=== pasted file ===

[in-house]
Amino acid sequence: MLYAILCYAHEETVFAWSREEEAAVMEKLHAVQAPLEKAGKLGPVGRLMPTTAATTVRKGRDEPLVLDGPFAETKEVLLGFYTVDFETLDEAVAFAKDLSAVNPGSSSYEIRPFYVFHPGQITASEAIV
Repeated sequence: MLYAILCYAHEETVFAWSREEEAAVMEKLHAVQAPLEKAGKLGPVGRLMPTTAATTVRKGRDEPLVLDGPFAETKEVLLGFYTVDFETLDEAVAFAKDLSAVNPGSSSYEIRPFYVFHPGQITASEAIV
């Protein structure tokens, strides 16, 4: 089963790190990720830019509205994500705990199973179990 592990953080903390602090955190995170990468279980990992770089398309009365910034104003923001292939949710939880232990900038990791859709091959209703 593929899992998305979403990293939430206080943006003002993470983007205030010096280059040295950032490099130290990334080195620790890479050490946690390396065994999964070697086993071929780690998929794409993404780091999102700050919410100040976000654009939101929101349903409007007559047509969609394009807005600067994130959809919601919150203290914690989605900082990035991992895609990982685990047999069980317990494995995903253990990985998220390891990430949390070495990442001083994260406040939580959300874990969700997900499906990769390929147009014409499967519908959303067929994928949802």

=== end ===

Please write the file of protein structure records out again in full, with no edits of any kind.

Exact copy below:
[in-house]
Amino acid sequence: MLYAILCYAHEETVFAWSREEEAAVMEKLHAVQAPLEKAGKLGPVGRLMPTTAATTVRKGRDEPLVLDGPFAETKEVLLGFYTVDFETLDEAVAFAKDLSAVNPGSSSYEIRPFYVFHPGQITASEAIV
Repeated sequence: MLYAILCYAHEETVFAWSREEEAAVMEKLHAVQAPLEKAGKLGPVGRLMPTTAATTVRKGRDEPLVLDGPFAETKEVLLGFYTVDFETLDEAVAFAKDLSAVNPGSSSYEIRPFYVFHPGQITASEAIV
């Protein structure tokens, strides 16, 4: 089963790190990720830019509205994500705990199973179990 592990953080903390602090955190995170990468279980990992770089398309009365910034104003923001292939949710939880232990900038990791859709091959209703 593929899992998305979403990293939430206080943006003002993470983007205030010096280059040295950032490099130290990334080195620790890479050490946690390396065994999964070697086993071929780690998929794409993404780091999102700050919410100040976000654009939101929101349903409007007559047509969609394009807005600067994130959809919601919150203290914690989605900082990035991992895609990982685990047999069980317990494995995903253990990985998220390891990430949390070495990442001083994260406040939580959300874990969700997900499906990769390929147009014409499967519908959303067929994928949802």